Have no fear if you were interested in picking up the LG G Flex over here in the United States. We know AT&T and T-Mobile will likely carry the curved phone, but now an FCC filing has Sprint offering it as well. This filing has the model number LG-LS995 and the other variant was LG-D959; therefore, we can assume these two are related. Also, all three LTE bands are packed for the Sprint variant. While it isn’t certain that the G Flex will be available in the United States, these FCC filings elude to it happening. We expect a launch in early 2014.
The New York Times is reporting that Verizon, AT&T, Sprint, T-Mobile, and the CTIA (among others) have rejected having a “kill switch” preloaded onto Samsung phones that would prevent cellphone theft. Samsung and San Francisco district attorney George Gascón have been working together to provide this “kill switch” for some time, but the nation’s largest carriers and the industry’s trade group decided against having one because it would cut directly into their insurance plans. Currently, most carriers offer insurance plans that require monthly payments as well as a deductible for when your phone needs to be replaced. Despite the rejection, Gascón says “we are now evaluating what course of action will be necessary to force them to prioritize the safety of their customers over additional money in their pockets.”
The CTIA’s reason for not wanting this “kill switch” is that an online option to wipe your device could be hacked. Instead, the trade group offers their database as solution that would prevent stolen devices to work with the carriers’ networks; however, it’s just not effective when it comes to actually preventing the theft from happening. A “kill switch” would stop the problem from happening, not worrying about it after. Google currently offers some protection for Android devices by allowing users to track and secure their smartphones. Apple on the other hand can deactivate and wipe a device clean of its information along with requiring users to login before being used again.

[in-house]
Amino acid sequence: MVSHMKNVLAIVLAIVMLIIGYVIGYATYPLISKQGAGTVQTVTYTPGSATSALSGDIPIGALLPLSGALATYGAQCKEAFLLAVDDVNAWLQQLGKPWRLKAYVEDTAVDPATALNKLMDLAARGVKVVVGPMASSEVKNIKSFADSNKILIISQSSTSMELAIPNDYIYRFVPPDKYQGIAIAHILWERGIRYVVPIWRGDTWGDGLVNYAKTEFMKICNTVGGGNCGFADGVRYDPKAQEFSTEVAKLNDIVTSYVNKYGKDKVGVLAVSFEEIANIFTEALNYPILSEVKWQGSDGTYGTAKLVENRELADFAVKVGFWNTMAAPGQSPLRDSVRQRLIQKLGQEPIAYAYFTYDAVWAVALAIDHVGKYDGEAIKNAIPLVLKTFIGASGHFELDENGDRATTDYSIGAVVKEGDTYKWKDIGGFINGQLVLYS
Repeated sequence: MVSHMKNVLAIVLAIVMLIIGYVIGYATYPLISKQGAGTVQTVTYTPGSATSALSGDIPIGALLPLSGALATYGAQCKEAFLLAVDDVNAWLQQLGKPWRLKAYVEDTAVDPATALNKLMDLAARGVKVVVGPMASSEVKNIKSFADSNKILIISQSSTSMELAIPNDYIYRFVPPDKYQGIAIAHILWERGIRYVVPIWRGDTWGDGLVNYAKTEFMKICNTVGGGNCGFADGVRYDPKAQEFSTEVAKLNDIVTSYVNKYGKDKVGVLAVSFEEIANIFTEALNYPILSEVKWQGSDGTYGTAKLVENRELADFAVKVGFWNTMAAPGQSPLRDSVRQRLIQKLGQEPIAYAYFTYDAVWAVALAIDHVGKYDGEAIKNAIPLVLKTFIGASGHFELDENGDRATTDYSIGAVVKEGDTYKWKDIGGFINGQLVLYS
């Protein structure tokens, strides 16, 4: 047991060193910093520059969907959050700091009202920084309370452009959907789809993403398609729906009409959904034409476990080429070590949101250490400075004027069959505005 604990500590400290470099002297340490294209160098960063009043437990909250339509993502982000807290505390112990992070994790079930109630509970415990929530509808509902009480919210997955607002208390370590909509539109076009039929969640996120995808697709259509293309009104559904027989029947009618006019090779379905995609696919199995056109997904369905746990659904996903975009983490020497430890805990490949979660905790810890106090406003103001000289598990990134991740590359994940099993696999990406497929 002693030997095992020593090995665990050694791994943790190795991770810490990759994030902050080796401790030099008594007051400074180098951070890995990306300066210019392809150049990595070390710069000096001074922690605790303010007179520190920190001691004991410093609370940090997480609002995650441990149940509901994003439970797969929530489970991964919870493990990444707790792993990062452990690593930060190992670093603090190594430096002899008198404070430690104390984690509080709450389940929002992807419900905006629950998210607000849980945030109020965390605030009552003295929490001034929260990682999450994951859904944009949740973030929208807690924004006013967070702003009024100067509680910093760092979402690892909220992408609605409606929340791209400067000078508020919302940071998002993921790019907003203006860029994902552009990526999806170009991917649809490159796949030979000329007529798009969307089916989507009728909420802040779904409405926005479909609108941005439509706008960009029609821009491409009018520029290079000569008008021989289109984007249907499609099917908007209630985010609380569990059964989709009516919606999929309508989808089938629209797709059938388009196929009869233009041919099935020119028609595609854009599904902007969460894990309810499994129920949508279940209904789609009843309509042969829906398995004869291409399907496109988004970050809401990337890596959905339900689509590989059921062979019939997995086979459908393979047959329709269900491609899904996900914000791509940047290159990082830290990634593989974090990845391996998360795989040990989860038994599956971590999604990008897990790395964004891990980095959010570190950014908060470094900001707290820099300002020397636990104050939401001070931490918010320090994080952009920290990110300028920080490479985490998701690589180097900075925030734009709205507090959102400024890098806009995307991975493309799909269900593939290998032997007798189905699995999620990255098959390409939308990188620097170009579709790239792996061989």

Source: The New York Times
While the Nexus 5 is available for $349 in the Play Store, it costs a whopping $699 at full retail for some markets like Australia. In the United States, T-Mobile is selling it for $449 without a contract. You are probably wondering why is there such a dispersion among the Play Store and full retail prices. Well, LG reached out to Australian site Delimiter to explain. Since the Play Store is run by Google, they have the right to choose the price. Other retailers and carriers such as T-Mobile also have the right to choose the price. The price hike can be explained by the cost of running a “physical store location.” Google does not need a middle man and they clearly have the cash flow to lower the price on products. And markets like Australia have a “tax” because of the cost to get a product there.
Hit the break for LG’s statement.
Motorola’s Moto G was announced without any LTE or CDMA bands which left support for just a few GSM frequencies; bands 850/900/1900/2100. Now, if you keep up with which carriers use which bands in the US, you’d know that the only support you’d get with T-Mobile with the Moto G would be in areas that had refarmed 1900 MHz coverage. Unfortunately, that’s not the majority of T-Mobile’s coverage, so at first glance it seems like the Moto G wouldn’t be an attractive option for T-Mobile customers.
However, thanks to some FCC filings, there appears to be another version of the device that supports those four GSM bands, plus WCDMA bands 850/1700/1900 which would allow the Moto G to work on T-Mobile’s 3G network. Obviously this is just an FCC filing, so it doesn’t necessarily mean anything, but keep your fingers crossed if you’re a T-Mobile customer that wants Motorola’s latest budget device.